Article on Inclusivity.

$6 MILLION PROGRAMME TO IMPROVE INCLUSION AT KENYA DRINKS BRANDS

The Central Organization of Trade Unions, Kenya, COTU (K), is part of a new $6 million programme to increase the inclusion of people with disabilities, particularly women, and improve labour rights at two large Kenyan companies.

The Global Labor Program – Inclusive Futures which will be launched on Friday 4 March is funded by the US Agency for International Development (USAID) and is a collaboration of eight Kenyan and global organizations, including non- governmental organizations (NGOs), trade unions and organizations of people with disabilities (OPDs).

The consortium of partners will work with global drinks brands: Diageo’s East African Breweries Limited (EABL) and Coca-Cola Beverages Africa (Kenya) to embed inclusion and labour rights in the companies’ supply and distribution chains.

The five-year programme builds on existing UK aid-funded Inclusive Futures work in partnership with EABL, which gave farmers with disabilities skills and resources to supply sorghum crops, which are essential to brewing lager.

According to Sightsavers’ Kenya country director, Moses Chege, women, people with disabilities and young people often face unequal treatment in work, despite global improvements in labour rights legislation and policy. He said that the programme will not only improve inclusion and labour rights for people who are often marginalized but for everyone working across the supply and distribution chains.

Across the two companies, there are estimated to be 47,000 farmers, more than 9,000 people working in distribution and around 65,000 retailers.

 

He further indicated that “What we achieve will be used to demonstrate to industries and governments how to improve the employment of people with disabilities and demonstrate how labour rights can be strengthened for everyone.”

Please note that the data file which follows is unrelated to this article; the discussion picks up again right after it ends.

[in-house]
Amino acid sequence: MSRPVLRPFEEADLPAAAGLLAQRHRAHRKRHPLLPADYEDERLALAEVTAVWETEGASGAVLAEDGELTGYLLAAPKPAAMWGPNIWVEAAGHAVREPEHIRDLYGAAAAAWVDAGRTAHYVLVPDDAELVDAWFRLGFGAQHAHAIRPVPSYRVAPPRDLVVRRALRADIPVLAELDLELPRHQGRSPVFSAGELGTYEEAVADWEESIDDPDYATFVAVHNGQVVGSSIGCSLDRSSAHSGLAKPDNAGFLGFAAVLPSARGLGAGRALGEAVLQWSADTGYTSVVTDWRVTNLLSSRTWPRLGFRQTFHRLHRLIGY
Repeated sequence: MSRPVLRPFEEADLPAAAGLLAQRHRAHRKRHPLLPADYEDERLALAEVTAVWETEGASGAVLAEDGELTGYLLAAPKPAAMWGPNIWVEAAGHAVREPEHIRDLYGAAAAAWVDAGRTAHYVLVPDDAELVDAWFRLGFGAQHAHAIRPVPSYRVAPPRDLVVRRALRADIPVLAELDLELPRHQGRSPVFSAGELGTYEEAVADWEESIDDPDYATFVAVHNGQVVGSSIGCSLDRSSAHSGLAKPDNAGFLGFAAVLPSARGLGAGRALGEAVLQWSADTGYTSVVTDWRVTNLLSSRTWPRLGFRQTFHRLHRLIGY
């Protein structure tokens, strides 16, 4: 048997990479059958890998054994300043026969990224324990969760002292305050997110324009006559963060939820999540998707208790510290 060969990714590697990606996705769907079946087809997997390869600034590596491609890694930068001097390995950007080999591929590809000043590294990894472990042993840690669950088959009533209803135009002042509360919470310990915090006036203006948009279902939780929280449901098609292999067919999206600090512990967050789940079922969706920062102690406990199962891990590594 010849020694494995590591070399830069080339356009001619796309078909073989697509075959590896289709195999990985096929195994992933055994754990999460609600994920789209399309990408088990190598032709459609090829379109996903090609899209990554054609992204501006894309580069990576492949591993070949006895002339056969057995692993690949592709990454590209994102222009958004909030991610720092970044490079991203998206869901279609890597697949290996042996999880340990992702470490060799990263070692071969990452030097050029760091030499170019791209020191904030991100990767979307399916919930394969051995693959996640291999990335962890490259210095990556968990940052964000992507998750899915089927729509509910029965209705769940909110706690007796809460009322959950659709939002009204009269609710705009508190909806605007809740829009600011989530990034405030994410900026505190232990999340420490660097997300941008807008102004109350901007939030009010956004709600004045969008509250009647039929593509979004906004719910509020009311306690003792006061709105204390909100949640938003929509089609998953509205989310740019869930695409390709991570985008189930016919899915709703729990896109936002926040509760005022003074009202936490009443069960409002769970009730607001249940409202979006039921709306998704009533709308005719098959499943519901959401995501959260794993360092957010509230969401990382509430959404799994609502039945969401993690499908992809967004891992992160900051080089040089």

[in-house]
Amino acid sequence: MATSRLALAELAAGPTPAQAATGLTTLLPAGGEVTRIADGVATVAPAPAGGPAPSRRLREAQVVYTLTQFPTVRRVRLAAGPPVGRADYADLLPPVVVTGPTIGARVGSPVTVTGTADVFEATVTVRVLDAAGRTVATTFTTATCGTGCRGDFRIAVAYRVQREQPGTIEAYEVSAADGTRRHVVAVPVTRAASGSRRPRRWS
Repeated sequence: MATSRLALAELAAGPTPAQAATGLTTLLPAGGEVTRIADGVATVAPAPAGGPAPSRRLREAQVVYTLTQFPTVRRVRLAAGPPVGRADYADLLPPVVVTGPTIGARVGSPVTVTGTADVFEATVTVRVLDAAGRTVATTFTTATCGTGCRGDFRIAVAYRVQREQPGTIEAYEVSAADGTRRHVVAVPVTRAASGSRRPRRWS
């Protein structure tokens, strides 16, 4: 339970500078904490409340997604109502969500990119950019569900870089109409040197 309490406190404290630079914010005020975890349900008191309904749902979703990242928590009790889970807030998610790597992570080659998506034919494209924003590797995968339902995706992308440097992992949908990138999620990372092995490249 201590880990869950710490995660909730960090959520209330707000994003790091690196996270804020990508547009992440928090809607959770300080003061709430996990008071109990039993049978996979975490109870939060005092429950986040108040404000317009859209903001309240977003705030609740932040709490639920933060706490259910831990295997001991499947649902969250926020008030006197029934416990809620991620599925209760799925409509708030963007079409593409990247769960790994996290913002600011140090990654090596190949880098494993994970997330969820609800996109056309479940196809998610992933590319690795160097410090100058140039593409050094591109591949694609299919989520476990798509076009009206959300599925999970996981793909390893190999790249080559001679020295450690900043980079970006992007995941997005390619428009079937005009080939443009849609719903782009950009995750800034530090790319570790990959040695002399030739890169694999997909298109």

COTU (K)’s role in the programme will be to co-lead work with United Disabled Persons of Kenya (UDPK) to build the skills and capacities of jobseekers, workers, employers and trade unions. We will also bring together our tripartite partners with other social partners to review legislation, regulation and policies in relation to women and men with disabilities and their labour rights.

Sis. Damaris Muhika, who is the programme lead, says, “considering we believe and advocate for social justice as recommended in the Abidjan Declaration of 2019, we are passionate about this programme because we want to ensure the implementation and awareness of SDGs, specifically SDG 8 that focuses on Decent Work and Economic Growth”.

Decent work, she argues, sums up all the aspirations that people have for their working lives. “This is because decent work, inter alia, delivers a fair income with security and social protection, safeguards basic rights, offers equality of opportunity and treatment, and also prospects for personal development and to have your voice heard.”

According to Sis. Muhika, the Global Labor Program – Inclusive Futures has the potential to hugely improve the working conditions for women/workers/people with disabilities – something which COTU (K) has been fighting for since our organization was formed in 1965.

“We’re thrilled to join our seven partners and work in partnership with these large companies, as we believe this programme has the potential to bring about real change for every worker in Kenya.”

The other consortium partners involved in Global Labor Program – Inclusive Futures are: Equal Rights Trust, Innovations for Poverty Action, Kenya Female Advisory Organization, LINC, Sightsavers, Ulula and United Disabled Persons Kenya. The programme will also be supported by Light for the World and The Syngenta Foundation.

For more information, visit www.inclusivefutures.org/global-labor-program